Modern accelerator mass spectrometry (used for radiocarbon dating purposes to separate radiocarbon atoms from stable carbon atoms and count them) is quite precise.
The technology involved is fascinating and impressive.
After another 5,730 years only one-quarter of the original carbon-14 will remain.
Once the radiocarbon concentration in a sample has been measured, the sample's age in "radiocarbon years" is determined mathematically.
The radiocarbon age must then be calibrated to determine the sample's age in calendar years.
For example, modern biblical chronology dates Noah's Flood to 3520 /- 21 B.
Absolute dating is the process of determining an age on a specified chronology in archaeology and geology.
In archaeology, absolute dating is usually based on the physical, chemical, and life properties of the materials of artifacts, buildings, or other items that have been modified by humans and by historical associations with materials with known dates (coins and written history).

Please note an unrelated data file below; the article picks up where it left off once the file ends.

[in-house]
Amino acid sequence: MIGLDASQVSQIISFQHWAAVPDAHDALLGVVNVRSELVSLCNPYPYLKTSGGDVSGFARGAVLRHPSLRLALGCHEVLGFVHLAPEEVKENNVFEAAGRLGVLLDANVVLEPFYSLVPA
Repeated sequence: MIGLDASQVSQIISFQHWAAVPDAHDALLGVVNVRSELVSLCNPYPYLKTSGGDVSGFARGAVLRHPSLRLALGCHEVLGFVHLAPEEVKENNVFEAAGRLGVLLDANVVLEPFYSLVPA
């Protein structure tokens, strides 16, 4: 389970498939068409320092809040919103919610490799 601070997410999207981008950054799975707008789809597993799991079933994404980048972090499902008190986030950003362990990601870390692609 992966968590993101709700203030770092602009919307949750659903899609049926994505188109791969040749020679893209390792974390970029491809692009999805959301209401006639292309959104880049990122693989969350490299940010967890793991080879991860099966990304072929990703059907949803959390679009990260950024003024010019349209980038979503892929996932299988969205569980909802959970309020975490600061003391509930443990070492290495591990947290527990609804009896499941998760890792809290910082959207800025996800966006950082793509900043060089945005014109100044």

Techniques include tree rings in timbers, radiocarbon dating of wood or bones, and trapped-charge dating methods such as thermoluminescence dating of glazed ceramics.
This, in fact, is the most significant factor contributing to loss of precision in radiocarbon dates today.
However, this contribution is usually only a few decades.
In Accelerator Mass Spectrometry (AMS), for example, the number of radiocarbon atoms in a stream of atoms coming from the sample is counted.
Thus there are statistical counting uncertainties proportional to the square root of the number of atoms counted.
Thus radiocarbon serves biblical chronology mainly by helping to eliminate large-scale biblical chronology errors arising out of misinterpretation of the biblical text or textual corruption.